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COVID-19 and Civil Society in West Africa

Sustainable Development Goals (SDGs)

Nigeria on 27 February 2020 became the first Sub-Saharan African country to record the coronavirus1. Today, all the 15 ECOWAS Member States have now recorded over 30,000 cumulative cases of COVID-19, several deaths, and an encouraging number of recoveries. Nonetheless, the confirmed cases continue to rise rapidly across the region with potentially devasting public health challenges, underscoring earlier observation by ECOWAS that the region is a high-risk for COVID-19.

The outbreak of COVID-19, however, represents more than a public health crisis. Its impact is crosscutting, disrupting a host of important aspects of the West African society including social networks and livelihoods, operations of civil society, regional (and internal) trade and free movements of people and goods, just to mention a few. The pandemic’s impact on our very own civil society space cannot be overemphasized. And while there have been varied conversations on COVID-19 and the various responses (and impact on civil society), these have been uncoordinated at best in the region.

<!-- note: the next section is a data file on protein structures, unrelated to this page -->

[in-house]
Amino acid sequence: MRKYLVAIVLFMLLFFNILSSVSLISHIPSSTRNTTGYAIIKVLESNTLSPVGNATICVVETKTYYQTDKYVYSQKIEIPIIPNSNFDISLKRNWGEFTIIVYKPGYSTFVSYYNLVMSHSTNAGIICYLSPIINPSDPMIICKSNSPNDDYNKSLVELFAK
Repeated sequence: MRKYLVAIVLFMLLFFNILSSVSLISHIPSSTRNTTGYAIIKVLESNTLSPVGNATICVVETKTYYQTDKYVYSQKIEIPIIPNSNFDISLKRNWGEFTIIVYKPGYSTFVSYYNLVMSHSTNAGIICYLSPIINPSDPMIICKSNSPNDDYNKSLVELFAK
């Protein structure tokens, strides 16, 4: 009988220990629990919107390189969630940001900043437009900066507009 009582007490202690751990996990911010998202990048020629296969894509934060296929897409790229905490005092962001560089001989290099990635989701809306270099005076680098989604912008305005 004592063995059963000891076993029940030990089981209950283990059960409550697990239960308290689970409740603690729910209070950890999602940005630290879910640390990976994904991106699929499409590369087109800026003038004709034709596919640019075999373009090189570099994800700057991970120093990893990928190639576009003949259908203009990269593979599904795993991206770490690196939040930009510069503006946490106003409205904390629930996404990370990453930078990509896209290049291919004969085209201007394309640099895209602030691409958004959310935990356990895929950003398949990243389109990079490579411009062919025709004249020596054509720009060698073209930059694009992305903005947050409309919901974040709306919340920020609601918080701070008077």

The West Africa Civil Society Institute (WACSI), therefore, in line with its mandate and under the auspices of its regional dialogue series platform, West Africa Policy Dialogue Series (WAC-PODIS), initiated a monthly webinar series to coordinate and engender regular civil society discussion and debate on the different impacts of COVID-19 on civil society and development effectiveness. Scheduled every third Wednesday of each month (beginning in May 2020), the regional WAC-PODIS would also explore the intersection of COVID-19 with other thematic and crosscutting issues such as civic operations, civic space, gender equality, democratic and political governance, political economy, human rights, resource mobilisation, digital technology, etc.

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